The Freedom of Limitation

For artists the battle has always raged between the desire for complete artistic freedom and the need (economic or otherwise) to work within a limiting set of rules. While some insist that creativity and limits are mutually exclusive, I would argue the opposite: people are never more creative than when forced to work within limitations. Limitations generate their own kind of creative freedom. They force original thinking - the wellspring of creativity.

As musicians and songwriters we face limitations all the time. They fall into two broad categories: those that are thrust upon us, and those that are self-imposed. In both cases musicians and artists have used these limitations as a springboard to new avenues of thought and art.

Those Thrust Upon Us
Inadequate equipment, musical ignorance, commercial necessity, and popular expectation are examples of limitations that are often beyond the immediate control of an artist. A poor guitarist may only be able to afford a budget instrument. A musician with a love for jazz may need to perform pop to find an audience. A beginning recordist may only have a single dynamic microphone. Within each of these challenges lies the opportunity for creative thinking. Perhaps the guitarist can develop a new technique or sound to exploit his less-than-ideal instrument. Perhaps the musician can find a way to incorporate jazz into his pop songs. Perhaps the recordist can discover new sounds by using his single microphone in ways others have never tried before.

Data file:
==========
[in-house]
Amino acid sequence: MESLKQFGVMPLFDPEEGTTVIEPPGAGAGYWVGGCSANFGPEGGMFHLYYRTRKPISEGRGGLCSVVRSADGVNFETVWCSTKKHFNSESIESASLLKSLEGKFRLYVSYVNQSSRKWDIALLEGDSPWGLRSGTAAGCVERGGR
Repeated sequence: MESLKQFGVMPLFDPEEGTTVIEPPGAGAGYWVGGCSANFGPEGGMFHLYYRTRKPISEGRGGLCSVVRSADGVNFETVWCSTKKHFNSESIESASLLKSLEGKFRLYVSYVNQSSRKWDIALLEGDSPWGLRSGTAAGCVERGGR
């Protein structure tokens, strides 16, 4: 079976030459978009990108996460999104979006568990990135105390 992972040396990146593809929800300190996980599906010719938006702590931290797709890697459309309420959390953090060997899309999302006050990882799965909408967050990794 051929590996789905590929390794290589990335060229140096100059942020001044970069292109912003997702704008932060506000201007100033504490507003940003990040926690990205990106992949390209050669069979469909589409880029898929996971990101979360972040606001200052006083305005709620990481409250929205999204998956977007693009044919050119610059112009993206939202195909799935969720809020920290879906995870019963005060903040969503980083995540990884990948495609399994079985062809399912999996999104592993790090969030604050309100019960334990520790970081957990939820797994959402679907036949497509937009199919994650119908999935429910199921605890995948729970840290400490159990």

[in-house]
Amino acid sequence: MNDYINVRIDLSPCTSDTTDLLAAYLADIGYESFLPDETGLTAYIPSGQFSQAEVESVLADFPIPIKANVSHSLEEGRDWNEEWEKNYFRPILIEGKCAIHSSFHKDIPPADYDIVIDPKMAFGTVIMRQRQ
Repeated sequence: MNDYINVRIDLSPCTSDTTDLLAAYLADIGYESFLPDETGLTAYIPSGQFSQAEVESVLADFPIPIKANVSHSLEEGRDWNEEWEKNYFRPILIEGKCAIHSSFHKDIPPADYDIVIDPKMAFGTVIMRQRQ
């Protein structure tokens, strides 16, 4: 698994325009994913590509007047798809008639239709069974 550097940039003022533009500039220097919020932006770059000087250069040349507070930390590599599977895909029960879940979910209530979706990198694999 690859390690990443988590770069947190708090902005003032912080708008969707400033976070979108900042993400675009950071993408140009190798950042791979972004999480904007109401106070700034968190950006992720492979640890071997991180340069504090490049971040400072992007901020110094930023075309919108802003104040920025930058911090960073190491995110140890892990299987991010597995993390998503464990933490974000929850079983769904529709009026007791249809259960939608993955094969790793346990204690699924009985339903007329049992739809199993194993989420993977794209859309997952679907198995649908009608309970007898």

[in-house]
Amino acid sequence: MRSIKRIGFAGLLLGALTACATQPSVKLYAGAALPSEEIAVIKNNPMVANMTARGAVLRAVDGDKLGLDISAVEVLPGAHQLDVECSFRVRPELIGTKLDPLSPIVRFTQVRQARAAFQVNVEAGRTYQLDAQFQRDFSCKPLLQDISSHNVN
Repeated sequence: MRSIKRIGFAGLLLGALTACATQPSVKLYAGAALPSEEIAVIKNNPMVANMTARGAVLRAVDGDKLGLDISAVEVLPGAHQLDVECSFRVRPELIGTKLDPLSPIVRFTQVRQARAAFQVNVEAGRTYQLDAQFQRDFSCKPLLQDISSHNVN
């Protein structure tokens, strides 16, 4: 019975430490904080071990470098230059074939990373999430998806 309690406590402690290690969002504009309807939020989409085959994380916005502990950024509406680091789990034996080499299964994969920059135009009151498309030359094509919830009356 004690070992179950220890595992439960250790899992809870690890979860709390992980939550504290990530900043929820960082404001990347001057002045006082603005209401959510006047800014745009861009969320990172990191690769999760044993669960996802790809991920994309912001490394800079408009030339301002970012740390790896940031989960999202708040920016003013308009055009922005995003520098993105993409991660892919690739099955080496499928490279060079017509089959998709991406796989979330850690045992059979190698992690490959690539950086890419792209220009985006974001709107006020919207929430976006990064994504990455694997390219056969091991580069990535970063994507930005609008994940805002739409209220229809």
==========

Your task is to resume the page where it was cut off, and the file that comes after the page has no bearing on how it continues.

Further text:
The lesson is simple: if you are faced with limitations that you cannot easily overcome, work around them. Don't waste time pining for an expensive microphone, the newest VST plug-in, or a better keyboard. Instead look for creative ways to use what you have now. Don't wait for the public's musical tastes to change. Instead, find a way to merge your personal musical goals with what an audience wants. Limitless creative freedom is not necessary for you to make good music today. Exploit what you have now, while looking for ways to move towards your end goal.

Those Self-Imposed
Often you can enhance your creativity with a self-imposed set of rules. A limitless number of choices can sometimes cause an artist to freeze up - a condition sometimes called "option anxiety" or "analysis paralysis". Limiting your creative options allows you to focus more keenly in a specific creative direction. Sometimes this can be as simple as writing in a specific genre or song form. Other times the limitation itself becomes a creative choice.

Here are two examples of self-imposed creative limitations:

Alphabetic Africa by Walter Abish is a book in which the first chapter consists entirely of words beginning with the letter "A". Each successive chapter ads words beginning with the subsequent letter of the alphabet, until at last the author is free to use all words. Then the chapters begin a backwards progression, until finally the author is forced to conclude as he began; using words that begin only with "A".

Three Thieves' Tale, is a poem I wrote using a similar alliterative constraint. With a lot of thought I was able to create an entire poem that made sense, told a cohesive story, and even rhymed (loosely), using only words that began with the letter "T".

Creative Problem Solving
We're all artists, right? Artists are supposed to be creative thinkers, right? Let's embrace our limitations as an opportunity problem-solve creatively. I maintain that looking for creative solutions to "limitations" is where some of man's greatest art has come from. I've already shown how I used a limitation to come up with something cool. How have you? Bring it.

*Photo by And-rey


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